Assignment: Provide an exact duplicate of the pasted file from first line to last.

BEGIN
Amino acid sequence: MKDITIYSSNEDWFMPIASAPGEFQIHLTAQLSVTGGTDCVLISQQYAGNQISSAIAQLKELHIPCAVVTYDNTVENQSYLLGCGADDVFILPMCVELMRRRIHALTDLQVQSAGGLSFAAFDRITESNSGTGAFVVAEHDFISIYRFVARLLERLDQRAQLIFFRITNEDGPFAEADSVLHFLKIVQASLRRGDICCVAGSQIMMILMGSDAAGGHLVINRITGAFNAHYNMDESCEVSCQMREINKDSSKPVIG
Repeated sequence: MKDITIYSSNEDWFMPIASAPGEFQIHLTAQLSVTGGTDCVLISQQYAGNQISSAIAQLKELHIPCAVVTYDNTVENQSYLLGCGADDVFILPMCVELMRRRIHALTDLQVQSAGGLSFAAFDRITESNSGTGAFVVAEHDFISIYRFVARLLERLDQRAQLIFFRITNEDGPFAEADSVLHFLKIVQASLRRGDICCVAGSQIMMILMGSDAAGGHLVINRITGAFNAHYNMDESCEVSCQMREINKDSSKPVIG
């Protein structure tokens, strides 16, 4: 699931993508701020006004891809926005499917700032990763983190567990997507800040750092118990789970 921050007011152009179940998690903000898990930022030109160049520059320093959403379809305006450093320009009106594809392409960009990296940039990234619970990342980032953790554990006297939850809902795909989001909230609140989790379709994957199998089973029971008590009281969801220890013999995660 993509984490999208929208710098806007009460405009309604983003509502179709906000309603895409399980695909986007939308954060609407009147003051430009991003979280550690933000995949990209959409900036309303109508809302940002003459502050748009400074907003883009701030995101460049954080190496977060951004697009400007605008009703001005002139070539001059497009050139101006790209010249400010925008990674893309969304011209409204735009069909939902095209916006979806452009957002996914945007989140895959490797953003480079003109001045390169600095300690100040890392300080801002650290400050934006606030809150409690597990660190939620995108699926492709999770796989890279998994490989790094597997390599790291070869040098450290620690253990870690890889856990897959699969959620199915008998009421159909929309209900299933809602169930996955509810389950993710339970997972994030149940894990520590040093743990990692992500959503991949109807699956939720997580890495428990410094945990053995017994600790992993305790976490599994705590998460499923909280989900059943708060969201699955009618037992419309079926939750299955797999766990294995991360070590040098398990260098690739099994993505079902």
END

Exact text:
Amino acid sequence: MKDITIYSSNEDWFMPIASAPGEFQIHLTAQLSVTGGTDCVLISQQYAGNQISSAIAQLKELHIPCAVVTYDNTVENQSYLLGCGADDVFILPMCVELMRRRIHALTDLQVQSAGGLSFAAFDRITESNSGTGAFVVAEHDFISIYRFVARLLERLDQRAQLIFFRITNEDGPFAEADSVLHFLKIVQASLRRGDICCVAGSQIMMILMGSDAAGGHLVINRITGAFNAHYNMDESCEVSCQMREINKDSSKPVIG
Repeated sequence: MKDITIYSSNEDWFMPIASAPGEFQIHLTAQLSVTGGTDCVLISQQYAGNQISSAIAQLKELHIPCAVVTYDNTVENQSYLLGCGADDVFILPMCVELMRRRIHALTDLQVQSAGGLSFAAFDRITESNSGTGAFVVAEHDFISIYRFVARLLERLDQRAQLIFFRITNEDGPFAEADSVLHFLKIVQASLRRGDICCVAGSQIMMILMGSDAAGGHLVINRITGAFNAHYNMDESCEVSCQMREINKDSSKPVIG
């Protein structure tokens, strides 16, 4: 699931993508701020006004891809926005499917700032990763983190567990997507800040750092118990789970 921050007011152009179940998690903000898990930022030109160049520059320093959403379809305006450093320009009106594809392409960009990296940039990234619970990342980032953790554990006297939850809902795909989001909230609140989790379709994957199998089973029971008590009281969801220890013999995660 993509984490999208929208710098806007009460405009309604983003509502179709906000309603895409399980695909986007939308954060609407009147003051430009991003979280550690933000995949990209959409900036309303109508809302940002003459502050748009400074907003883009701030995101460049954080190496977060951004697009400007605008009703001005002139070539001059497009050139101006790209010249400010925008990674893309969304011209409204735009069909939902095209916006979806452009957002996914945007989140895959490797953003480079003109001045390169600095300690100040890392300080801002650290400050934006606030809150409690597990660190939620995108699926492709999770796989890279998994490989790094597997390599790291070869040098450290620690253990870690890889856990897959699969959620199915008998009421159909929309209900299933809602169930996955509810389950993710339970997972994030149940894990520590040093743990990692992500959503991949109807699956939720997580890495428990410094945990053995017994600790992993305790976490599994705590998460499923909280989900059943708060969201699955009618037992419309079926939750299955797999766990294995991360070590040098398990260098690739099994993505079902």